This is not time for fear

There are so many things we need to talk about here. You’ve heard MANY of the arguments for and against refugee resettlement, some more fact-based than others. Oh, what am I playing at? You’ve heard
the lies, and I will not repeat them here.
Firstly, 45,000 refugee slots for FY18 is absurd and insulting. Worldwide, there are 65.3 million people who cannot return home because they fear that if they do they will be killed. 65 MILLION people. 22.5 million are considered refugees eligible for resettlement by the UNHCR. The United States takes in a minuscule percentage of that number, and yet the program survives and does what it’s supposed to do: it saves lives.
In general, the US Refugee Program is a political move: Selectively accepting refugees from certain countries is a strategic battle to keep US allies happy. Have you met many Kurds from Turkey who have been granted refugee status in the US? Probably not, and there is a reason
for that. There are programs still in existence today whose subtextual purpose was to offer safe haven to dissidents and great minds from the former USSR and Iran. Do we offer that same protection to Mexicans
trying desperately to escape the cartels? No, we do not.
The “ceiling” is set by presidential mandate and has ranged from almost 250,000 when the Refugee Act passed in 1980 to 140,000 in the 1990s in response to the Balkan wars to 70,000 in the early 2000s where it hovered until last year when President Obama raised it to 110,000 to
accommodate the mad rush of people entering Europe. As a side note, none of these 110,000 was ever coming directly from Europe as the refugee pipeline stems from camps and urban resettlement sites, not France and Germany. The increase in the ceiling was intended to alleviate pressure on European nations by clearing out some of the backlog from refugee camps in Jordan and Lebanon.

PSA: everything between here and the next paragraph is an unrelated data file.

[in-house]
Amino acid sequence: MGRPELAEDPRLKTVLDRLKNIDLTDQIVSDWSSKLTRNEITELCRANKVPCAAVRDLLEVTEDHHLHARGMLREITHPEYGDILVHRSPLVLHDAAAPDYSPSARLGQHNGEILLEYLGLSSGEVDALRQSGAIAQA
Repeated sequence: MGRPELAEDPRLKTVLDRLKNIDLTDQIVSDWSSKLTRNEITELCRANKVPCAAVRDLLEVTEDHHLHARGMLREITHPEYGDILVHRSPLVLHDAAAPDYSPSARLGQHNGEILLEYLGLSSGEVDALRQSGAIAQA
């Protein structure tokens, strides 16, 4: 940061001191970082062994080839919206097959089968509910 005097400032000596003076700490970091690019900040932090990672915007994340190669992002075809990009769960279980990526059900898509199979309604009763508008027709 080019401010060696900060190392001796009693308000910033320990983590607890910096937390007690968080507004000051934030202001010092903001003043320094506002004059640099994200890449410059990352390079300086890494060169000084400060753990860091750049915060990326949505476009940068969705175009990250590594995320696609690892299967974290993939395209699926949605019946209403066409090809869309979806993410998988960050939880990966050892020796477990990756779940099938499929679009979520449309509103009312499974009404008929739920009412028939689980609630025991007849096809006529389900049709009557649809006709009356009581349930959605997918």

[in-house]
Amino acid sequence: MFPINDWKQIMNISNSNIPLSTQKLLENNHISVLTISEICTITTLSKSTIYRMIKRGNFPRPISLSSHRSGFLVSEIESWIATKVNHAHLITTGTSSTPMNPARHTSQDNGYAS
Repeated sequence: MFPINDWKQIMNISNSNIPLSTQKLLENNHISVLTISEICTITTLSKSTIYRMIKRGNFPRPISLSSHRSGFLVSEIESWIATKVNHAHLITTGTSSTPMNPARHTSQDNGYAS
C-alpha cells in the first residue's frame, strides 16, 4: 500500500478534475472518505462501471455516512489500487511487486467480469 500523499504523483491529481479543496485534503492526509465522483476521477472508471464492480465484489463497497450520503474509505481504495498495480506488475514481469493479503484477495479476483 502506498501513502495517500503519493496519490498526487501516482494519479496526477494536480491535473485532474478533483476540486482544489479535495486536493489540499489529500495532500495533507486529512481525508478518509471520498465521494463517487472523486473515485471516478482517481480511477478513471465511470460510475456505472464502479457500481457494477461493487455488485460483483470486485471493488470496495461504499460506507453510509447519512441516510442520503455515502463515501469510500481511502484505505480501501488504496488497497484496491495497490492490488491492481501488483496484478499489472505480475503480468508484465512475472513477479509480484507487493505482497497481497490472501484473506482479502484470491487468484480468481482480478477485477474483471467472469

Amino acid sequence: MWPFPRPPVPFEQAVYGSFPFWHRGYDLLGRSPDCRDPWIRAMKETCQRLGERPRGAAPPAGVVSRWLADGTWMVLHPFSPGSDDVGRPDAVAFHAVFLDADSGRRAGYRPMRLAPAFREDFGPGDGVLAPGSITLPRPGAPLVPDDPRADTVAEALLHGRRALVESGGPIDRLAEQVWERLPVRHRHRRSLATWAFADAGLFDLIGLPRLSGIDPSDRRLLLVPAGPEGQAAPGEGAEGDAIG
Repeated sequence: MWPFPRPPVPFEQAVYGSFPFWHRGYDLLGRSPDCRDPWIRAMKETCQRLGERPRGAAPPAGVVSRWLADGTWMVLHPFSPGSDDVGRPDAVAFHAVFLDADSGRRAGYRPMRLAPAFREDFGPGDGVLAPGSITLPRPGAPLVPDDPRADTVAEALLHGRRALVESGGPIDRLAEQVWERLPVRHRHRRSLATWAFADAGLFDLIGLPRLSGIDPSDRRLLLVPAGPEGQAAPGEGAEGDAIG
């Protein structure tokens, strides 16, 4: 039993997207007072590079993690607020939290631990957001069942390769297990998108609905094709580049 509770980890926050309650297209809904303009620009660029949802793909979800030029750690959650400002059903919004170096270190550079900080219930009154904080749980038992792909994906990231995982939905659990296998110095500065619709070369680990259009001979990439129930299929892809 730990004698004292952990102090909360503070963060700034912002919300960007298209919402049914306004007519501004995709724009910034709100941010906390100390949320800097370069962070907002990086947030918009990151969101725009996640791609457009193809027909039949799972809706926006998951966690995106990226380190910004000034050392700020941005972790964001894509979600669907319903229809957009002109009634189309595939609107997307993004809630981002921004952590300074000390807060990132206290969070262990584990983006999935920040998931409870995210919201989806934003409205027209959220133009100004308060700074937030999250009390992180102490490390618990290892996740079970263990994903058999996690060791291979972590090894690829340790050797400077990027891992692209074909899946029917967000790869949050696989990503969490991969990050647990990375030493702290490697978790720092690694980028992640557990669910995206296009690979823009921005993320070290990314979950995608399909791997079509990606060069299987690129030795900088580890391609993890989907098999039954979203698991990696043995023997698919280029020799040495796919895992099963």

Ostensibly, this reduction is part of the RAISE Act (bit of tripe to be discussed in my next post), meant to reduce legal immigration to the US by half over the next ten years. The “humanitarians” in the administration claim that the US will instead spend money on caring for refugees in camps overseas. This is a smoke and mirrors move. Once refugees become something “other” that happens “over there,” who will care? Because of the resettlement program, refugees here become our neighbors, our shopkeepers, our taxi drivers, our students, educators, bosses, coworkers, and–most importantly–our fellow citizens.
Leaving refugees overseas in the countries to which they have fled is not a real option without major infrastructure overahauls to rural Kenya, Turkey, Lebanon, Iraq, Pakistan, Thailand, Malaysia, Rwanda, Uganda, and Ethiopia, just to name a few. It would also require a significant increase in the financial contributions those countries. Though Turkey has ‘accepted’ millions of Syrian refugees, the government prevents most Syrian children from attending school, leaving huge gaps in their education for years. There is a blanket assumption of rape in the camps that house Congolese refugees in Tanzania as it happens so often. People subsist on rice and beans in overcrowded tent cities with one latrine between 10-20 families. What incentive would these host countries truly have to offer more safeguards or services?
Without the possibility of resettlement, an entire generation of children could grow up with continued uncertainty and without hope. The United States will also lose- we will continue to lose credibility as an international leader, and we will lose all the benefits that refugees bring to our nation.
By lowering our refugee ceiling to less than half of last year’s intended refugee intake (which, we never actually achieved due to several rounds of Muslim bans and our current refugee resettlement hiatus),
the White House is not making the US safer. The president is not protecting the homeland. He is pandering to the right wing to protect himself and sacrificing the health, safety, and quite possibly the
lives of over 50,000 per year for a lie to appease people who have been taken in by fear-mongering.
Refugees do not make America unsafe. Fear does, and I for one am done with what fear is doing to my country.

About the Author
Whitney Kweskin is the Immigration Services Manager at a local Atlanta refugee resettlement agency. She has a keen interest in immigration policy as it relates to refugees, asylum law, and comprehensive immigration reform. Whitney is actively involved in Limmud Atlanta+SE and in the Jacobson Leadership Institute. Her opinions in this blog are not meant to be representative of New American Pathways.